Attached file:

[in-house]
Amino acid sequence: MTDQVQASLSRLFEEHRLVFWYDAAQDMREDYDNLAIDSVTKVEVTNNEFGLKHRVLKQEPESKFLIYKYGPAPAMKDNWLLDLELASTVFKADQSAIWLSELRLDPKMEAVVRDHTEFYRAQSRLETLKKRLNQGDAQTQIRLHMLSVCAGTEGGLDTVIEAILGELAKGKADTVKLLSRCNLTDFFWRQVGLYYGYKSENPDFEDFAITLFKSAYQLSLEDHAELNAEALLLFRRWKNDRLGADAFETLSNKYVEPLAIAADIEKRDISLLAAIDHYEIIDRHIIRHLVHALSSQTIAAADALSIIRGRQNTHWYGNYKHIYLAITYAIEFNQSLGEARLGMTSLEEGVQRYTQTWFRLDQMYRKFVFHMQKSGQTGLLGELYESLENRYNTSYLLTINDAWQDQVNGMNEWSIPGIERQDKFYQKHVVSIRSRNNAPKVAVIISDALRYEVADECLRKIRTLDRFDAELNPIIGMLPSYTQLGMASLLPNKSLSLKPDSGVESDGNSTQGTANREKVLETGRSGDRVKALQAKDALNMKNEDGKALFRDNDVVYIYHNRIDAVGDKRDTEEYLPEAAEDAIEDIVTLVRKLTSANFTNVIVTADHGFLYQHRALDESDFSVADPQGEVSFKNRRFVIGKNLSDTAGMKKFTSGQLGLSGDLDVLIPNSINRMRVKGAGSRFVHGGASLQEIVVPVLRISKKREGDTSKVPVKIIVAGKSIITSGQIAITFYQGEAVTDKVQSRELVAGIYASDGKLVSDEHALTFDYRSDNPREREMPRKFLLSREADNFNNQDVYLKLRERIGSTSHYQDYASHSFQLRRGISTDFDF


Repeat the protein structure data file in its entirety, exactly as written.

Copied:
[in-house]
Amino acid sequence: MTDQVQASLSRLFEEHRLVFWYDAAQDMREDYDNLAIDSVTKVEVTNNEFGLKHRVLKQEPESKFLIYKYGPAPAMKDNWLLDLELASTVFKADQSAIWLSELRLDPKMEAVVRDHTEFYRAQSRLETLKKRLNQGDAQTQIRLHMLSVCAGTEGGLDTVIEAILGELAKGKADTVKLLSRCNLTDFFWRQVGLYYGYKSENPDFEDFAITLFKSAYQLSLEDHAELNAEALLLFRRWKNDRLGADAFETLSNKYVEPLAIAADIEKRDISLLAAIDHYEIIDRHIIRHLVHALSSQTIAAADALSIIRGRQNTHWYGNYKHIYLAITYAIEFNQSLGEARLGMTSLEEGVQRYTQTWFRLDQMYRKFVFHMQKSGQTGLLGELYESLENRYNTSYLLTINDAWQDQVNGMNEWSIPGIERQDKFYQKHVVSIRSRNNAPKVAVIISDALRYEVADECLRKIRTLDRFDAELNPIIGMLPSYTQLGMASLLPNKSLSLKPDSGVESDGNSTQGTANREKVLETGRSGDRVKALQAKDALNMKNEDGKALFRDNDVVYIYHNRIDAVGDKRDTEEYLPEAAEDAIEDIVTLVRKLTSANFTNVIVTADHGFLYQHRALDESDFSVADPQGEVSFKNRRFVIGKNLSDTAGMKKFTSGQLGLSGDLDVLIPNSINRMRVKGAGSRFVHGGASLQEIVVPVLRISKKREGDTSKVPVKIIVAGKSIITSGQIAITFYQGEAVTDKVQSRELVAGIYASDGKLVSDEHALTFDYRSDNPREREMPRKFLLSREADNFNNQDVYLKLRERIGSTSHYQDYASHSFQLRRGISTDFDF